Reginator wrote:1) The organist and his assistant were using what looked like a patch sheet to set up the sound.
For "patch sheet" read "Stop list" - the larger the instrument, the more sensible it is to write down the stops required for any piece, especially organs without capture systems or computerised performance aids, although St Sulpice even has one of those with its extraordinary mechanical capture system.
Btw, St Sulpice's organ sounds massive!!
Sulpice sounds fricken awesome (!) as any well built instrument should, but particularly with Cavaille-Coll who was not only an exceptional and imaginative engineer, but had a great ear for tonal finishing. So between re-defining how the organ could be built mechanically, and re-defining how pipes could be voiced, he seriously gave the instrument a powerful rebirth at the time.
wurly60 wrote:On tracker style organs like St. Sulpice, because it is all mechanical, yes you can in a way change the pitch of the rank of pipes by pulling the stop part way out which is only pulling the valve part way out restricting air to that stop.
Quite right, although if you'll excuse my pedantry, this can't actually be done at St Sulpice because of the pneumatic assistance that C-C put on each stop knob so that they could be each used in his adaptation of the Barker lever (that allowed for the aforementioned capture system). But absolutely, on a straight mechanical stop action, you can. This performance of the infamous Ligeti Volumina
demonstrates this well. About 4:25 in, you can see the registrants slowly moving stops in and out and can hear how the pipes pitches "bend" accordingly.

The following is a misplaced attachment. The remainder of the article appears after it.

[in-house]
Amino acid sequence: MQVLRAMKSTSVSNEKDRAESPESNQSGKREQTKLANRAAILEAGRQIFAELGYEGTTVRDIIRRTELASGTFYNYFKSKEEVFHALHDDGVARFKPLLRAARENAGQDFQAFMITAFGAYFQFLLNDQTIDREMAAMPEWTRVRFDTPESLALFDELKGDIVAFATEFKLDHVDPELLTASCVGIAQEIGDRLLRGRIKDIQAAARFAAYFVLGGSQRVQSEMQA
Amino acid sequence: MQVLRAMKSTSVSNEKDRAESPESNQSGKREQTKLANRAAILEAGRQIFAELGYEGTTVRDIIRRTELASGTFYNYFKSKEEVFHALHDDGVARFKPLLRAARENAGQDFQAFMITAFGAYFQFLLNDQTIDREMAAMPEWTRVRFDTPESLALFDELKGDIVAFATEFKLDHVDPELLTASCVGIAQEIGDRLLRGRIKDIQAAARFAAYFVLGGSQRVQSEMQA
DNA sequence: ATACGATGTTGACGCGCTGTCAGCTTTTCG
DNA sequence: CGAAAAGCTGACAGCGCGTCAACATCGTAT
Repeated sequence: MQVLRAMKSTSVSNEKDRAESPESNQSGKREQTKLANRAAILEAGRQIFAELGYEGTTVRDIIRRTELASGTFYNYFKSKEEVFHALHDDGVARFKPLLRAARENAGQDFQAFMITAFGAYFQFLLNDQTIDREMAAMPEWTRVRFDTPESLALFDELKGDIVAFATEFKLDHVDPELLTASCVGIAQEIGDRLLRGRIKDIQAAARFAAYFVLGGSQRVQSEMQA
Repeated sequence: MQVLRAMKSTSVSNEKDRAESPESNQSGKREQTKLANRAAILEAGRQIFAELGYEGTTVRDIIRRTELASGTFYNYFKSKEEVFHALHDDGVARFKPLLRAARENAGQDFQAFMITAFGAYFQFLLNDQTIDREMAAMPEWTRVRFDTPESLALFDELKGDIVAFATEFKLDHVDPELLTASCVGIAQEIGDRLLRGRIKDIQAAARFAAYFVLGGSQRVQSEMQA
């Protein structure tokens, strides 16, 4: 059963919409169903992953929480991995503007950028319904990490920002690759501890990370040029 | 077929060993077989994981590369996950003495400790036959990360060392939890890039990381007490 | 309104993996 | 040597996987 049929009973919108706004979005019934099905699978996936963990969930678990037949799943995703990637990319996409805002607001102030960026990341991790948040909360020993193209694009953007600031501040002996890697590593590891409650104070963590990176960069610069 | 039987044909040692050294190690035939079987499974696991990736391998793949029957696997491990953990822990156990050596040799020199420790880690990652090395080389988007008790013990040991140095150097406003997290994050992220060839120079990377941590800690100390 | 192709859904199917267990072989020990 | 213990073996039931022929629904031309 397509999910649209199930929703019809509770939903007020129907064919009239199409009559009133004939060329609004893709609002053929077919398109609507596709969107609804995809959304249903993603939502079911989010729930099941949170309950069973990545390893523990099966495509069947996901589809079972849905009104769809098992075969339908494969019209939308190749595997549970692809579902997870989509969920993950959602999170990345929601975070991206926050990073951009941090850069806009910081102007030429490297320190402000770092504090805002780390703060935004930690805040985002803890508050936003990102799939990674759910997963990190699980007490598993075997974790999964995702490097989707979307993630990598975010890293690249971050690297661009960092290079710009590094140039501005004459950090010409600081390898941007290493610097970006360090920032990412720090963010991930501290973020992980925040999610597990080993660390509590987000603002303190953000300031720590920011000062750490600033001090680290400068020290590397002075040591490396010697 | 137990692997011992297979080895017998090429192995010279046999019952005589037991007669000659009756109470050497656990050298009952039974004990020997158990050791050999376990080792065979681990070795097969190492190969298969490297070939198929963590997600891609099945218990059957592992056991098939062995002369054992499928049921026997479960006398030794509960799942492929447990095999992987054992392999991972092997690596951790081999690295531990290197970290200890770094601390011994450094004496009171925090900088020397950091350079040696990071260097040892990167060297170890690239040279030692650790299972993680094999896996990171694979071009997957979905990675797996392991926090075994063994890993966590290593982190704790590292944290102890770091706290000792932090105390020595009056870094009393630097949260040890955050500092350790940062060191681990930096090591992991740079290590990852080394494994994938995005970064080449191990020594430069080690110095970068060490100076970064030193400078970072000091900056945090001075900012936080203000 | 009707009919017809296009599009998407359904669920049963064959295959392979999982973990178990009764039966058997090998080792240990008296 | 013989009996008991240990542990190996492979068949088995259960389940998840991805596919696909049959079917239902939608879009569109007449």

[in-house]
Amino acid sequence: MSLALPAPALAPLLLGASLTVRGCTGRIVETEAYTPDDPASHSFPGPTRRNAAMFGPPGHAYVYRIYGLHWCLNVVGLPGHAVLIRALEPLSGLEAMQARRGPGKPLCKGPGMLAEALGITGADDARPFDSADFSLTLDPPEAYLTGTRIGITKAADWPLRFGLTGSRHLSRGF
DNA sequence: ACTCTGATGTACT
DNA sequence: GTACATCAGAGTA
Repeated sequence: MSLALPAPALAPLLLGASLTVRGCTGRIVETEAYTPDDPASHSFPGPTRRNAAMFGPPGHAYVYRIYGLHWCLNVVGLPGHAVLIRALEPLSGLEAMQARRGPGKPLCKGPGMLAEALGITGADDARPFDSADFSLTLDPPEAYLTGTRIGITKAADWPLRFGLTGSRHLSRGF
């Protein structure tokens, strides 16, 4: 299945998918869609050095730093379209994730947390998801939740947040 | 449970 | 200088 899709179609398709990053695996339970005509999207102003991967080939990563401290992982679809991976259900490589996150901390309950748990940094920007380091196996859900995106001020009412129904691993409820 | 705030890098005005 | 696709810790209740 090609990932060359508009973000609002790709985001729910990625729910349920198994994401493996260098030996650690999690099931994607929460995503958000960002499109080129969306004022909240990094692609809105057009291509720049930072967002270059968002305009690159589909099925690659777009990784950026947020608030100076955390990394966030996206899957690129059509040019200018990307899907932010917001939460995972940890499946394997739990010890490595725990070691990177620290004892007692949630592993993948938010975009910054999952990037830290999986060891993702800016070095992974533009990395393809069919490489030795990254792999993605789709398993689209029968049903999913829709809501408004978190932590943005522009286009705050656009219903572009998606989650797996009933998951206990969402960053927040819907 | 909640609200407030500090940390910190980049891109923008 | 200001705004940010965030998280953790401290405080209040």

I've played a similar work by Jacques Charpentier, which called for stops to be pulled half-way out so that some of the clusters were microtonal.
Getting back to the "synthesis" topic there are quite a few of the better known French 20th Century composers who did some extraordinary things with registration, coaxing sounds from the organ that many seasoned (and some cynical) organists probably weren't aware of.
The most outstanding of them for my ears (and hands and feet) was Olivier Messiaen. Check out his "Chants d'Oiseaux". You'll see how often this performer changes registrations to achieve the sounds Messiaen requests in the score (it's actually quite a brave move doing this on a 2-manual ... 4 is much easier!). Even though the audio quality is not great, you'll still hear how distinctive the sounds are and how brilliantly Messiaen evokes the 4 principal bird's songs. (Messiaen greatly admired birds, gaining much inspiration from them - bird song is found in a great deal of his music).
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